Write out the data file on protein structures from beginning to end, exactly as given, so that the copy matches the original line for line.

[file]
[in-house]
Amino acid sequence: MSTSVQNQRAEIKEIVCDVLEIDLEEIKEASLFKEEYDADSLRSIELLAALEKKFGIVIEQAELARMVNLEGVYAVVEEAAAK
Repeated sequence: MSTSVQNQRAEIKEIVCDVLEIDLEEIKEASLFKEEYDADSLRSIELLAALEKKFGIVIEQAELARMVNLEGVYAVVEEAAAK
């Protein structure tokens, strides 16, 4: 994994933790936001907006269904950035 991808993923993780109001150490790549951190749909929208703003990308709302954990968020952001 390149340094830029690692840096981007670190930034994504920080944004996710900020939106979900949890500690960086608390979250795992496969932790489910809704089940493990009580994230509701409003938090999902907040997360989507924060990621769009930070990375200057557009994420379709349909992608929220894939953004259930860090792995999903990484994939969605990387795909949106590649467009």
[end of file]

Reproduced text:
[in-house]
Amino acid sequence: MSTSVQNQRAEIKEIVCDVLEIDLEEIKEASLFKEEYDADSLRSIELLAALEKKFGIVIEQAELARMVNLEGVYAVVEEAAAK
Repeated sequence: MSTSVQNQRAEIKEIVCDVLEIDLEEIKEASLFKEEYDADSLRSIELLAALEKKFGIVIEQAELARMVNLEGVYAVVEEAAAK
């Protein structure tokens, strides 16, 4: 994994933790936001907006269904950035 991808993923993780109001150490790549951190749909929208703003990308709302954990968020952001 390149340094830029690692840096981007670190930034994504920080944004996710900020939106979900949890500690960086608390979250795992496969932790489910809704089940493990009580994230509701409003938090999902907040997360989507924060990621769009930070990375200057557009994420379709349909992608929220894939953004259930860090792995999903990484994939969605990387795909949106590649467009």